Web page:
2014[edit]

Bianchi at the 2014 Bahrain Grand Prix

In October 2013, Marussia confirmed that Bianchi would stay at the team for the following season.[37] After starting off the season with struggles in Australia, in which he was not classified, Bianchi overcame the odds to score his – and his team's – first World Championship points by finishing ninth at the Monaco Grand Prix.[2][38]

Out of the nine races which Bianchi and Max Chilton completed without retiring, during the 2014 season, he was the quicker driver in eight of them, establishing his status as the first driver.[39][40] Chilton retired twice, and Bianchi five times, with four of Bianchi's retirements being mechanical failures.

The Monday after the Japanese Grand Prix, in which Bianchi suffered severe head injuries, then outgoing Ferrari President, Luca di Montezemolo, disclosed to the media that Bianchi was poised to be the third Ferrari F1 driver in 2015 in the event that the sport moved to three car teams as widely speculated at the time.[41]

At the inaugural Russian Grand Prix on 12 October 2014, in place of the hospitalised Bianchi, the Marussia team originally registered in the participant list the American debutant, Alexander Rossi, before finally deciding to field a single car driven by Bianchi's team-mate, Max Chilton.[42] In addition, at the same venue:

  • Fellow Frenchman and Formula One driver, Jean-Eric Vergne, a good friend of Bianchi and was said to have been deeply affected by the Suzuka accident, championed the idea for helmet stickers to honour and support Bianchi.[43]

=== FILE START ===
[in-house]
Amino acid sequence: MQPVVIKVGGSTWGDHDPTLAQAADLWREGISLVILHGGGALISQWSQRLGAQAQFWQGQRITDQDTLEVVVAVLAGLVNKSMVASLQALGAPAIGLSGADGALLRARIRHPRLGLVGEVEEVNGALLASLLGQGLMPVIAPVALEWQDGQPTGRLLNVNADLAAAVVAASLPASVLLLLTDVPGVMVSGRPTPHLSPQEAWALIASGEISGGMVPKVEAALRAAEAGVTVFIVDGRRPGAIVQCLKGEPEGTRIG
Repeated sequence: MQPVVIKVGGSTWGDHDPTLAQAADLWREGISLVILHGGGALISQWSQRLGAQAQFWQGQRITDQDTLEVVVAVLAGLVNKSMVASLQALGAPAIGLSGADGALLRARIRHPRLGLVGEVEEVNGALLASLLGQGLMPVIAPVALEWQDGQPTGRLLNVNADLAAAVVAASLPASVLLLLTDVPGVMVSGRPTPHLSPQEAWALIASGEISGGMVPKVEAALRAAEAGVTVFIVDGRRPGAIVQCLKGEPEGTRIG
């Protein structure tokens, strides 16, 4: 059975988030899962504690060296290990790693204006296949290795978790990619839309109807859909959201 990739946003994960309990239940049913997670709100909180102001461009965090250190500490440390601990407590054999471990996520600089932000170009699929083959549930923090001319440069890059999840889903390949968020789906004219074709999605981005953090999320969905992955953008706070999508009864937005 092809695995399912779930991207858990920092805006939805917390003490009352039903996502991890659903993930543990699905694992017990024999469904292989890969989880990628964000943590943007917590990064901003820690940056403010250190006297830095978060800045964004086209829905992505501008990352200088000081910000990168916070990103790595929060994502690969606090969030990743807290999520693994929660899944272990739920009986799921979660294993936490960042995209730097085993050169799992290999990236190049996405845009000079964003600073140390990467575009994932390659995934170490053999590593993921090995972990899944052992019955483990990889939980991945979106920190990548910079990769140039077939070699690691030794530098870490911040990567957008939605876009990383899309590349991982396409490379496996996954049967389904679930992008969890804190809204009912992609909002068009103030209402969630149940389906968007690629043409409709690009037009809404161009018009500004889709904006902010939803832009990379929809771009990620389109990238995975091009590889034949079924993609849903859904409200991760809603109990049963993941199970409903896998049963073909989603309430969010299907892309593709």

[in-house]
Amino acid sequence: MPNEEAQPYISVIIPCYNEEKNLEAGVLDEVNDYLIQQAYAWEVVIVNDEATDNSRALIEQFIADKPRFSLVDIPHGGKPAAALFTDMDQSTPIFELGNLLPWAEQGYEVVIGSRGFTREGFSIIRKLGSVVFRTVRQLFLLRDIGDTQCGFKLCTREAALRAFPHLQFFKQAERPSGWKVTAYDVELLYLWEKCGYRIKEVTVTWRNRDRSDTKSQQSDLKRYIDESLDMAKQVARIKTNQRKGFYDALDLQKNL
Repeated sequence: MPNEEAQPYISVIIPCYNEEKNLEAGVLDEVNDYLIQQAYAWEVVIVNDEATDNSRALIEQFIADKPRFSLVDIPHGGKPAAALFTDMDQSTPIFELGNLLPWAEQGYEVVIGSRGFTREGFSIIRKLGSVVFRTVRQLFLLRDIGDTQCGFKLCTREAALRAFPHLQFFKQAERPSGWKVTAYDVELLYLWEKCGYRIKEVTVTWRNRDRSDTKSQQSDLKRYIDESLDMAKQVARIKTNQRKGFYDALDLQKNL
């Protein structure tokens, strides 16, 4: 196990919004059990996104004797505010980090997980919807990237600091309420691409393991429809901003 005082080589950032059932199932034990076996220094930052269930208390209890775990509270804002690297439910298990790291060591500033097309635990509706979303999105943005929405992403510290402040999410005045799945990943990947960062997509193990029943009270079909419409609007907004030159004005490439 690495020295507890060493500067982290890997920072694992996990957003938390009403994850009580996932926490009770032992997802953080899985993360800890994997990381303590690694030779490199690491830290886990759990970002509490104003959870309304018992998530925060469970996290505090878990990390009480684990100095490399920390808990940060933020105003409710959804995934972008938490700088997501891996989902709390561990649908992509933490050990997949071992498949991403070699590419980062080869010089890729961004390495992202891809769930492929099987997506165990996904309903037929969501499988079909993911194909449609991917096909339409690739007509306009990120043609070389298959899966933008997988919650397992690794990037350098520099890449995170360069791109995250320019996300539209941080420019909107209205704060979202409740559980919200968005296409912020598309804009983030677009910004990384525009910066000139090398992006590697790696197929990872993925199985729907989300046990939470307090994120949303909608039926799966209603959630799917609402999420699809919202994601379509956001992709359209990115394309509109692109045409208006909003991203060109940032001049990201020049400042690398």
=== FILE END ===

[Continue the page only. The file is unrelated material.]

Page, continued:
• The Marussia team adopted a "#JB17" livery on the cockpit sides of its MR03 car, being a reference to their injured driver's initials and race number, in addition to the other Twitter hashtag since the accident, #ForzaJules.
  • The drivers held a one-minute silence in honour of Bianchi just before the race; the eventual race winner, Lewis Hamilton, dedicated his win to Bianchi.

During the subsequent week of 13 October 2014, Marussia's CEO Graeme Lowdon confirmed that the team would return to a two-car operation for the remainder of the season. At heart, was the team's desire to defend their ninth position in the Constructors' Championship, which was owed to Bianchi thanks to scoring his own and Marussia's first ever points at the Monaco Grand Prix.[44] However, on 25 October 2014, it was announced that the team would not race at the United States Grand Prix due to financial reasons, with doubts also raised about their ability to participate at the Brazilian Grand Prix.[45] Ultimately, the team folded on 7 November 2014 as announced by its administrator.[46] Bianchi finished the season 17th in the Drivers' Championship.